Meanwhile, nutritionists and dairy farmers focus on the intake of dry matter, protein, fat, fiber, and energy; Dietary supplements can be important in increasing milk production, livestock health, and reproduction.
Dairy cows have a complex acid-base regulatory system, their rumen having a pH value between 5.5 and 6.8. When gastric pH is not optimal, microbial yield and efficiency decrease, dry matter intake decreases, and metabolic disorders can increase.
You can get more information about the best buffers for dairy cows via https://www.feedworks.com.au/product/ruminants/acid-buf-3/
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Buffers are a combination of weak acids and their salts that resist changes in pH or hydrogen ion concentration. The ideal rumen buffer should bind hydrogen ions close to the desired gastric pH.
Alkalizing or neutralizing products increase the pH of the rumen fluid. Several products can be included in a support package. Recommended values must be submitted in order to have an impact on the scar.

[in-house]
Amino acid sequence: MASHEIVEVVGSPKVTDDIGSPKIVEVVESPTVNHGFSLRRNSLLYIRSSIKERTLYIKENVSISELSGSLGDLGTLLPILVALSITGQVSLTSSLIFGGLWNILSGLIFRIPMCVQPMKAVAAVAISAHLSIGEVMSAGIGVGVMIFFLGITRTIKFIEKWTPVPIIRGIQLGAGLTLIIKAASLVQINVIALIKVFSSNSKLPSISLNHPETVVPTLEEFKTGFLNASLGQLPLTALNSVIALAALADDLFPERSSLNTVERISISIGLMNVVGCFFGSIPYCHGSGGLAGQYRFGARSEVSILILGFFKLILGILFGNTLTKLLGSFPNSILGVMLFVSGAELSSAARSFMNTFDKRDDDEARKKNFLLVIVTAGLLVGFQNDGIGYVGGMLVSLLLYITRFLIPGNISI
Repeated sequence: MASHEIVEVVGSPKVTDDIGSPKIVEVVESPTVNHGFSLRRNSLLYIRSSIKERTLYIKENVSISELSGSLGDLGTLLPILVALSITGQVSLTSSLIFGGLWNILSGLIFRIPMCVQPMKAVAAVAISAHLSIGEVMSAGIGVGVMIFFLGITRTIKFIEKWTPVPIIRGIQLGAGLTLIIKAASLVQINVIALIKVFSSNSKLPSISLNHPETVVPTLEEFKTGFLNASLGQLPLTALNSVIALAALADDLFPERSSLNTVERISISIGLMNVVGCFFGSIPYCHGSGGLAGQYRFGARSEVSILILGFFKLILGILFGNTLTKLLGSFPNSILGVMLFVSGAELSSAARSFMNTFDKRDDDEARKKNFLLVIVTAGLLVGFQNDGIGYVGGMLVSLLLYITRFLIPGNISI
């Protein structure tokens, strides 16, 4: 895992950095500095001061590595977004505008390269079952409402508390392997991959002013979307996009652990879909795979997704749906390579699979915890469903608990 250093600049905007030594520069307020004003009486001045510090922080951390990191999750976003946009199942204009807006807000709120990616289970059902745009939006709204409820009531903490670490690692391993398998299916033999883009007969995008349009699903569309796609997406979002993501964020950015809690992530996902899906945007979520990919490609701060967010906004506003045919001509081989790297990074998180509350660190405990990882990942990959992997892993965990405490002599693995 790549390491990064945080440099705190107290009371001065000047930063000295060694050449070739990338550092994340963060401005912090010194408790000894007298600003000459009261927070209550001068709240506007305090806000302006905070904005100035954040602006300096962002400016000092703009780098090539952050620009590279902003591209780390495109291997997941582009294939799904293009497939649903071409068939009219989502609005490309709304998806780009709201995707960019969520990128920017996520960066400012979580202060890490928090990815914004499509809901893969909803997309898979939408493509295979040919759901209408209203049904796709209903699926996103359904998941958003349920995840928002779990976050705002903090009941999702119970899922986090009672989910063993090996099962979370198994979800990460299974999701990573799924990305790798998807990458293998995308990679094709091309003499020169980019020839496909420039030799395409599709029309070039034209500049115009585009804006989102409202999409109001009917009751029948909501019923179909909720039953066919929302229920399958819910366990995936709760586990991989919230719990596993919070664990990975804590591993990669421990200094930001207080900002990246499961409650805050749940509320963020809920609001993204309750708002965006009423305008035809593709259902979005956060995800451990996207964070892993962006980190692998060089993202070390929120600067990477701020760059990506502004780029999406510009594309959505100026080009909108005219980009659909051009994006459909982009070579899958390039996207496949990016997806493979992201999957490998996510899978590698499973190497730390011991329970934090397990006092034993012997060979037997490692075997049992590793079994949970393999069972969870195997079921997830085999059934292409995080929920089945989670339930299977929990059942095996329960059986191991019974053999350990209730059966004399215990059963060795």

Sodium bicarbonate is the standard buffering agent with Ph 6.25. Bicarb has been studied extensively, buffering at pH 6.25, increasing ruby osmolarity, and altering the VFA (volatile fatty acid) pattern in the rumen.
Sodium sesquicarbonate contains a mixture of sodium bicarbonate (buffer) and sodium carbonate (alkalizing agent). The pH of the 1% solution is 9.9. Research shows that it is an effective buffering agent.
Potassium carbonate is an effective buffering agent that also provides the extra potassium needed under heat stress conditions. With a comparable buffer capacity, the costs are usually higher than that of the Bicarb.